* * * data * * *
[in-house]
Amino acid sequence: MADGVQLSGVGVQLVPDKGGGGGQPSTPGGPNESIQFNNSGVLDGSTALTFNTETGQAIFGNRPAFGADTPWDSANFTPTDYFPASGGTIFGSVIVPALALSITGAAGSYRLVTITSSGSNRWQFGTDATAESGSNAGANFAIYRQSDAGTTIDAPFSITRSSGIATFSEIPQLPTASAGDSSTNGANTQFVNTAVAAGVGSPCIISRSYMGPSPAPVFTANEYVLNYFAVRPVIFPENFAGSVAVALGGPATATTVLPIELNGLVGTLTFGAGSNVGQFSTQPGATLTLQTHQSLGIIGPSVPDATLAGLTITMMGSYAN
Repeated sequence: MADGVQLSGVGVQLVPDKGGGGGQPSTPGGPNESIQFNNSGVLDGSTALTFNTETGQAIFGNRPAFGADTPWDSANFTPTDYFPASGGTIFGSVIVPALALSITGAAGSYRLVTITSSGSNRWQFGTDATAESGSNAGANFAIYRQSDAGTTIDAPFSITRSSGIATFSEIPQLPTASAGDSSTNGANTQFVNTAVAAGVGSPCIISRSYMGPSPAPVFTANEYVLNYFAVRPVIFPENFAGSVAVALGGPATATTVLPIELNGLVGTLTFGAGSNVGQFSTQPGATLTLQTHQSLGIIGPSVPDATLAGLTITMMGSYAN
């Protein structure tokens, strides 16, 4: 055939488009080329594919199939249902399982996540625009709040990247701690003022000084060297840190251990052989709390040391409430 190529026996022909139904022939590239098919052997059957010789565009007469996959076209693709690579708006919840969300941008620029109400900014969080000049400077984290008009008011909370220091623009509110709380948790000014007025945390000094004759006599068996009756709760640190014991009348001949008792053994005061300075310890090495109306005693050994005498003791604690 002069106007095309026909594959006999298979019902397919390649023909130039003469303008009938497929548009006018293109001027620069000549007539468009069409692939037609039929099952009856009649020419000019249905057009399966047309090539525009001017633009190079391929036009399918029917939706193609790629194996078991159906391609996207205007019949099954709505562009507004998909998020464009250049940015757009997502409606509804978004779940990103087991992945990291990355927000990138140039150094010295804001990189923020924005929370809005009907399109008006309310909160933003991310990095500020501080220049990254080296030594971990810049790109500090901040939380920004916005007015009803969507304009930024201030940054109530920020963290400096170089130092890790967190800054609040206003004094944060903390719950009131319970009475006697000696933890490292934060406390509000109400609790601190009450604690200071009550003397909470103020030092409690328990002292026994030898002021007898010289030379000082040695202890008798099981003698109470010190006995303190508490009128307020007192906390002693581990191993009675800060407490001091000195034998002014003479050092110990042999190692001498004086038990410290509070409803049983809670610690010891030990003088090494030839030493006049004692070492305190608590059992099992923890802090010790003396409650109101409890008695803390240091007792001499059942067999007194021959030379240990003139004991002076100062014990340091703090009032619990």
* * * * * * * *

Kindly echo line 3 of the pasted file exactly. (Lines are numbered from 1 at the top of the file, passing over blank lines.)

Repeated sequence: MADGVQLSGVGVQLVPDKGGGGGQPSTPGGPNESIQFNNSGVLDGSTALTFNTETGQAIFGNRPAFGADTPWDSANFTPTDYFPASGGTIFGSVIVPALALSITGAAGSYRLVTITSSGSNRWQFGTDATAESGSNAGANFAIYRQSDAGTTIDAPFSITRSSGIATFSEIPQLPTASAGDSSTNGANTQFVNTAVAAGVGSPCIISRSYMGPSPAPVFTANEYVLNYFAVRPVIFPENFAGSVAVALGGPATATTVLPIELNGLVGTLTFGAGSNVGQFSTQPGATLTLQTHQSLGIIGPSVPDATLAGLTITMMGSYAN